The Executive Board of the International Monetary Fund (IMF) concluded the Article IV Consultation1 with Norway on June 30, 2017 and considered and endorsed the staff appraisal without a meeting on a lapse-of-time basis2.
Following two years of economic downturn, the Norwegian economy is slowly recovering from the oil shock as domestic demand grew stronger aided by accommodative macroeconomic policies. Unemployment has been trending down since last summer’s peak. Inflation declined recently due to the pass-through of krone appreciation, but expectations remain well-anchored. In addition, banks remain profitable and well capitalized. However, household debt built up further, and house prices continue to rise albeit at a slower pace in recent months.
Mainland growth is projected to increase from just below 1 percent in 2016 to 1¾ and 2¼ percent in 2017 and 2018 respectively, supported by the recovery of exports and stronger private demand. Oil investment will continue to decline this year, but to a lesser extent before rising moderately in 2018. As demand grows stronger and capacity constraints relax further, unemployment rate is expected to gradually decline to just below 4 percent by 2018. Inflation is projected to edge down further in pace with the unwinding of krone depreciation, before converging to the target over the medium term as trading-partner inflation rises.
The baseline outlook is subject to external risks of weaker than expected global growth, which could delay the recovery of non-oil exports; re-emergence of European bank stress and policy uncertainties in Europe, which could increase financial market volatilities and lead to liquidity strains in banks with high dependence on wholesale funding; and lower energy prices, which could weigh on the recovery. On the domestic side, the risks of ineffective integration of immigrants and refugees to productive employment could hinder the progress of economic transition. A substantial correction of house prices could dampen consumption and corporate earnings, creating negative spillovers on banks’ balance sheets.
The 2016 fiscal outturn implied a stimulus of 0.6 percent of mainland trend GDP. The non-oil structural balance, at 7.2 percent of mainland trend GDP (equivalent to 2.6 percent of GPFG), was still well below the fiscal target of 4 percent of GPFG. The 2017 budget entails further stimulus given the economic slack, generating a slightly smaller fiscal impulse of 0.5 percent of GDP. This is consistent with a tighter fiscal target from 2017 onwards, based on government’s decision to lower the target from 4 to 3 percent along with the adjustment of equity share from 62.5 to 70 percent of the investment portfolio.
Executive Board Assessment
In concluding the 2017 Article IV consultation with Norway, Executive Directors endorsed staff’s appraisal as follows:
The mainland economy is bottoming out from the oil-related downturn and is expected to continue to recover at a modest pace. Stronger domestic demand supported by accommodative fiscal and monetary policies has underpinned a recovery since late 2016 and unemployment has started falling. Inflation expectations remain well anchored despite recent declines in inflation due to low wage growth and earlier krone appreciation. The recovery is expected to continue with improving consumer and business confidence and expanding production. But housing market vulnerability has risen with overvalued and rising house prices and elevated household debt.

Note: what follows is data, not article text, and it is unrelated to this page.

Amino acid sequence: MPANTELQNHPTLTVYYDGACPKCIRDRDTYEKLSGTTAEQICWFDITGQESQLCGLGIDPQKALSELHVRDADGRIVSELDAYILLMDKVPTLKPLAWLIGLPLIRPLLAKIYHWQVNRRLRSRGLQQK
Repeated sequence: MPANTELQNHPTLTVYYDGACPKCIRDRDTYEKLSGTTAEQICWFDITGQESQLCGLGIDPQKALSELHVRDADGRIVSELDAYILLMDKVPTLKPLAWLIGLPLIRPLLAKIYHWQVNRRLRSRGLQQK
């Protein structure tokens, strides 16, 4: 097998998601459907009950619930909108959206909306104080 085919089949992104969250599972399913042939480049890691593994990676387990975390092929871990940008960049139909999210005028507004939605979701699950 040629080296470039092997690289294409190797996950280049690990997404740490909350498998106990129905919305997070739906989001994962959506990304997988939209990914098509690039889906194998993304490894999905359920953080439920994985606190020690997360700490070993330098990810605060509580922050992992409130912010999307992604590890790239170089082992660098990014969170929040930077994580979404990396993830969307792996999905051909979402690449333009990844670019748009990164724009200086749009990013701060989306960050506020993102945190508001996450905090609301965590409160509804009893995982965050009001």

Norway’s external position is moderately weaker than implied by medium term fundamentals. While Norway’s net international investment position remains strong, the current account position has weakened as oil prices remain low and non-oil tradable exporters continue to face cost competitiveness challenges, especially given moderate appreciation of Norway’s real exchange rate during 2016. While there has been some progress in rebalancing economic activity toward the non-oil sector, it remains incomplete. Further structural reforms to improve cost competitiveness and productivity growth would support this economic rebalancing and improve non-oil export performance.
Advancing the economic rebalancing towards a less oil and gas dependent growth model is becoming more urgent. With lower oil prices seemingly the new norm, sustaining longer-term growth will need to rely on boosting non-oil sector activities, which is challenging given low productivity growth, high labor costs, and falling labor force participation rates among immigrants, men, and the young in face of an aging population. Addressing the challenges requires reallocating resources to the non-oil sectors, reviving productivity growth, further improving cost competitiveness, and promoting high-skilled labor supply.
The expansionary fiscal stance is broadly appropriate this year, provided the measures are pro-transition. The further fiscal stimulus in 2017 appropriately supports the recovery, with measures to combat unemployment, improve infrastructure and R&D, and implement the tax reform. Given the significant output gap, fiscal policy should remain supportive until the recovery is on a more solid footing, and the stimulus measures should facilitate a smooth economic transition. As growth gathers steam, the fiscal stance should converge to neutral to help contain Dutch Disease effects. The recent tightening of the fiscal rule is welcome as it helps conserve oil revenue to address aging-related fiscal challenges. Further tax reforms should be considered to promote an efficient allocation of resources and sustain longer term growth.